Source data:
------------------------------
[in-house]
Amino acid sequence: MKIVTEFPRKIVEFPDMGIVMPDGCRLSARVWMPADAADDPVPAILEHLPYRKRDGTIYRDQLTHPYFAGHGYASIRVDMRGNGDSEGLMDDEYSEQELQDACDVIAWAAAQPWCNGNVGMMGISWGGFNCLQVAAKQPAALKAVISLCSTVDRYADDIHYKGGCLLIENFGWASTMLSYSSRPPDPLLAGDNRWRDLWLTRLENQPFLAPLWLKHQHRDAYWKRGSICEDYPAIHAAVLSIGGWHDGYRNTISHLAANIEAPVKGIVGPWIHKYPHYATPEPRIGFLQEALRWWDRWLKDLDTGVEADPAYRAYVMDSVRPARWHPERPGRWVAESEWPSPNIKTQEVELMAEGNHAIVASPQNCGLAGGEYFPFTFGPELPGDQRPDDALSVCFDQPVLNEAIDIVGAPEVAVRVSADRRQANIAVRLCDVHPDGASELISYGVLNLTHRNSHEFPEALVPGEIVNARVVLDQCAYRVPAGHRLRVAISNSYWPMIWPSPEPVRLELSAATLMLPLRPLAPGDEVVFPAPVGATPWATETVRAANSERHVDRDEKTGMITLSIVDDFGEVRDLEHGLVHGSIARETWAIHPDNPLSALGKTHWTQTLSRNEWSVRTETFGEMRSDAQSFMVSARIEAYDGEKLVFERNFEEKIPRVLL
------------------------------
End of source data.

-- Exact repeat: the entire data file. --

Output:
[in-house]
Amino acid sequence: MKIVTEFPRKIVEFPDMGIVMPDGCRLSARVWMPADAADDPVPAILEHLPYRKRDGTIYRDQLTHPYFAGHGYASIRVDMRGNGDSEGLMDDEYSEQELQDACDVIAWAAAQPWCNGNVGMMGISWGGFNCLQVAAKQPAALKAVISLCSTVDRYADDIHYKGGCLLIENFGWASTMLSYSSRPPDPLLAGDNRWRDLWLTRLENQPFLAPLWLKHQHRDAYWKRGSICEDYPAIHAAVLSIGGWHDGYRNTISHLAANIEAPVKGIVGPWIHKYPHYATPEPRIGFLQEALRWWDRWLKDLDTGVEADPAYRAYVMDSVRPARWHPERPGRWVAESEWPSPNIKTQEVELMAEGNHAIVASPQNCGLAGGEYFPFTFGPELPGDQRPDDALSVCFDQPVLNEAIDIVGAPEVAVRVSADRRQANIAVRLCDVHPDGASELISYGVLNLTHRNSHEFPEALVPGEIVNARVVLDQCAYRVPAGHRLRVAISNSYWPMIWPSPEPVRLELSAATLMLPLRPLAPGDEVVFPAPVGATPWATETVRAANSERHVDRDEKTGMITLSIVDDFGEVRDLEHGLVHGSIARETWAIHPDNPLSALGKTHWTQTLSRNEWSVRTETFGEMRSDAQSFMVSARIEAYDGEKLVFERNFEEKIPRVLL